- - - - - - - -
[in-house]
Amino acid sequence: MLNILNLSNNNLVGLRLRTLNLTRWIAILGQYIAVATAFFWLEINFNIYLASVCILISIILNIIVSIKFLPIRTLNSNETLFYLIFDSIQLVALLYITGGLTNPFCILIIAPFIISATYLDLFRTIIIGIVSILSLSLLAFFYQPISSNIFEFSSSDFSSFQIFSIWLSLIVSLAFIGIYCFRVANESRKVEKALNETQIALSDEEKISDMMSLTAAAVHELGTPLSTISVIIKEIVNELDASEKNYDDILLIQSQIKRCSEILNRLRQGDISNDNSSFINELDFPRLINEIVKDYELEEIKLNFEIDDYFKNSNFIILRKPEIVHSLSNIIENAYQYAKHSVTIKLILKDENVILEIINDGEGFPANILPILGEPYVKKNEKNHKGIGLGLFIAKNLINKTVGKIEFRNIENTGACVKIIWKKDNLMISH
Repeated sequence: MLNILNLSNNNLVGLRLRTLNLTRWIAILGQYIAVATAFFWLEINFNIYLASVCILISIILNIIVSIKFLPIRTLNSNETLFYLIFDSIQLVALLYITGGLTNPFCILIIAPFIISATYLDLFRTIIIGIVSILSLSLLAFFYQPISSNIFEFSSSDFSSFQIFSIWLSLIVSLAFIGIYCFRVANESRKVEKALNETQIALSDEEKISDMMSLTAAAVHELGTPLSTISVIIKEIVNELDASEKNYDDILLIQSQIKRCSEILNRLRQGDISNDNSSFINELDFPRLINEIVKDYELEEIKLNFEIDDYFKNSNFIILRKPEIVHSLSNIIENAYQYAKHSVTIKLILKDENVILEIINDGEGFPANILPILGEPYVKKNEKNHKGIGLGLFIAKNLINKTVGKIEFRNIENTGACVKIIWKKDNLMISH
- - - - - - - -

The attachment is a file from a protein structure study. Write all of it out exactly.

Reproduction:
[in-house]
Amino acid sequence: MLNILNLSNNNLVGLRLRTLNLTRWIAILGQYIAVATAFFWLEINFNIYLASVCILISIILNIIVSIKFLPIRTLNSNETLFYLIFDSIQLVALLYITGGLTNPFCILIIAPFIISATYLDLFRTIIIGIVSILSLSLLAFFYQPISSNIFEFSSSDFSSFQIFSIWLSLIVSLAFIGIYCFRVANESRKVEKALNETQIALSDEEKISDMMSLTAAAVHELGTPLSTISVIIKEIVNELDASEKNYDDILLIQSQIKRCSEILNRLRQGDISNDNSSFINELDFPRLINEIVKDYELEEIKLNFEIDDYFKNSNFIILRKPEIVHSLSNIIENAYQYAKHSVTIKLILKDENVILEIINDGEGFPANILPILGEPYVKKNEKNHKGIGLGLFIAKNLINKTVGKIEFRNIENTGACVKIIWKKDNLMISH
Repeated sequence: MLNILNLSNNNLVGLRLRTLNLTRWIAILGQYIAVATAFFWLEINFNIYLASVCILISIILNIIVSIKFLPIRTLNSNETLFYLIFDSIQLVALLYITGGLTNPFCILIIAPFIISATYLDLFRTIIIGIVSILSLSLLAFFYQPISSNIFEFSSSDFSSFQIFSIWLSLIVSLAFIGIYCFRVANESRKVEKALNETQIALSDEEKISDMMSLTAAAVHELGTPLSTISVIIKEIVNELDASEKNYDDILLIQSQIKRCSEILNRLRQGDISNDNSSFINELDFPRLINEIVKDYELEEIKLNFEIDDYFKNSNFIILRKPEIVHSLSNIIENAYQYAKHSVTIKLILKDENVILEIINDGEGFPANILPILGEPYVKKNEKNHKGIGLGLFIAKNLINKTVGKIEFRNIENTGACVKIIWKKDNLMISH